> You simply don't like classifications constrained by monophyly. Sometimes,
> neither do I, probably at times virtually everyone feels that way. Fine,
> propose classifications that are not based thereon. No one will stop you,
> but you will be criticized by some, and many will not use your
> classifications, big deal. Suck it up and get back to work like everyone
> else.
> 
> However, this personal aversion of your does not require an entire book to
> justify not liking monophyletic classifications. Preference is just that.
> Just state you don't use monophyly. Do understand, however, your
> aversion does nothing to negate the theory or operational methodology of a
> minutely debated series of issues that led to something that is well
> established to have given us a generation of fantastic progress in
> understanding the evolution of life on earth.
> 
> Mike
> 
> P.S. birds are reptiles, get over it.
> 
> 
> >
> > Mike:
> >
> > I detailed two fatal flaws in phylogenetics, two calamitous
> > clarifications of cladistics. You replied with a slogan, an assertion
> > that "we" know all about my arguments, and can deal operationally quite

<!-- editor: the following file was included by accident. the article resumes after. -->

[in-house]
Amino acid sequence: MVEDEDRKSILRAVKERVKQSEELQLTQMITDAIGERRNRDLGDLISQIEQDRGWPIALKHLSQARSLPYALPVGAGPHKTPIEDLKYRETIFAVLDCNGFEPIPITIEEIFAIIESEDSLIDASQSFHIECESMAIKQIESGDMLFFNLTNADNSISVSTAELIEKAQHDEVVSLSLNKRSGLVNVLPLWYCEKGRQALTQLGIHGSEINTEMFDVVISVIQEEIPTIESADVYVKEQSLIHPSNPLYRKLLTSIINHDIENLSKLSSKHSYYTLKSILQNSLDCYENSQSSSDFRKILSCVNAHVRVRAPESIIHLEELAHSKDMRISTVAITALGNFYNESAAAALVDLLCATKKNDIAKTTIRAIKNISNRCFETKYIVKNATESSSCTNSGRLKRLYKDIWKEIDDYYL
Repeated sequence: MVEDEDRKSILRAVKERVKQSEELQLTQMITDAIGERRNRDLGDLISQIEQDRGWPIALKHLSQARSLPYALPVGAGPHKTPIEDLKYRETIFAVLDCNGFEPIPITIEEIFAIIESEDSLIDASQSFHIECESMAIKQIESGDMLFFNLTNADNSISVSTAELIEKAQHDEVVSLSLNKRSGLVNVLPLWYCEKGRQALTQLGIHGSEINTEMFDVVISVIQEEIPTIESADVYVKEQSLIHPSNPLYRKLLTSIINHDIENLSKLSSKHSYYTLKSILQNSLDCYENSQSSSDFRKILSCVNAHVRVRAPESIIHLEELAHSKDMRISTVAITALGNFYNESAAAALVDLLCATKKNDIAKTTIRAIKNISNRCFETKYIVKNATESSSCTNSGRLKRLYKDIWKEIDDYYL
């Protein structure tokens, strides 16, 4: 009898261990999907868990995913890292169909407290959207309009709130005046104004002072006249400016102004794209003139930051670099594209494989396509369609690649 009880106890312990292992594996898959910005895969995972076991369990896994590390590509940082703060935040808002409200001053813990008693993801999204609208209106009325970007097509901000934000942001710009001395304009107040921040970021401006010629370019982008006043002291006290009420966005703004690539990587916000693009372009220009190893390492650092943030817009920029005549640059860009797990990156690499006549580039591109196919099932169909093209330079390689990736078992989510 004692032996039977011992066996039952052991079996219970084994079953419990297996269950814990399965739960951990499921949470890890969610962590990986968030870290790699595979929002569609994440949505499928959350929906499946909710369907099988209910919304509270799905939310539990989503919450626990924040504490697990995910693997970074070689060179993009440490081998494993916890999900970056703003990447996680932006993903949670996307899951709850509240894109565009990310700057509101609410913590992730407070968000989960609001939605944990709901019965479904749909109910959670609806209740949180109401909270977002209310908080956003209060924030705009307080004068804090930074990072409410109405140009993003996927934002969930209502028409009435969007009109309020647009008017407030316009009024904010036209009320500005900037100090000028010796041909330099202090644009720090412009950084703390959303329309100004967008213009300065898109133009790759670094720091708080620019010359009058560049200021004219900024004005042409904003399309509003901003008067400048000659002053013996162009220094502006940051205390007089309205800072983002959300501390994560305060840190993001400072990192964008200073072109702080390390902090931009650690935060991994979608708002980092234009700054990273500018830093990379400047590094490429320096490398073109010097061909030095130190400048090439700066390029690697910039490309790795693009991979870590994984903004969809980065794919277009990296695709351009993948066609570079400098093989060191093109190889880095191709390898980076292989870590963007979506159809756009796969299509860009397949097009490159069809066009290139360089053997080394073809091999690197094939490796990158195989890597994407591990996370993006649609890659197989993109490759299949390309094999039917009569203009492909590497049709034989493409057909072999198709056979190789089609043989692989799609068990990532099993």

> > fine with any problems. Operationally meaning, I suppose, purify the
> > data from anything reflecting nonpseudoextinction, run it through the
> > sister-group software, and change classifications based on the
> > sister-group result.
> >
> > Can anyone on Taxacom address my two attributions of error in
> > phylogenetics? Directly? Without regressing into nostalgia?
> >
> > Philosopher of science Lakatos, in his Research Program, averred that
> > rarely must any scientist defend the fundamentals on which his or her
> > research project is based. That "rarely" is now.
> >
> > ____________________________
> > Richard H. Zander
> > Missouri Botanical Garden, PO Box 299, St. Louis, MO 63166-0299 USA
> > Web sites: http://www.mobot.org/plantscience/resbot/ and
> > http://www.mobot.org/plantscience/bfna/bfnamenu.htm
> > Modern Evolutionary Systematics Web site:
> > http://www.mobot.org/plantscience/resbot/21EvSy.htm
> > UPS and FedExpr - MBG, 4344 Shaw Blvd, St. Louis 63110 USA
> >
> > -----Original Message-----
> > From: Michael A. Ivie [mailto:mivie at montana.edu]
> > Sent: Thursday, September 05, 2013 6:33 PM
> > To: Richard Zander
> > Cc: mivie at montana.edu; Ken Kinman; taxacom at mailman.nhm.ku.edu
> > Subject: RE: [Taxacom] New systematics book
> >
> >
> > Hmmm, these arguments seem to me to be reminiscent of the logic
> > (certainly not the specifics) of the Intelligent Design refutation of
> > Evolution, in that the problems that supposedly negate Evolution are
> > actually not problems to those who understand Evolution.
> >
> > I am a "regular taxonomist" certainly not a Big Science theoretician,
> > and I don't see your issues as anything that we didn't know about all
> > along, and can deal with operationally quite fine without regressing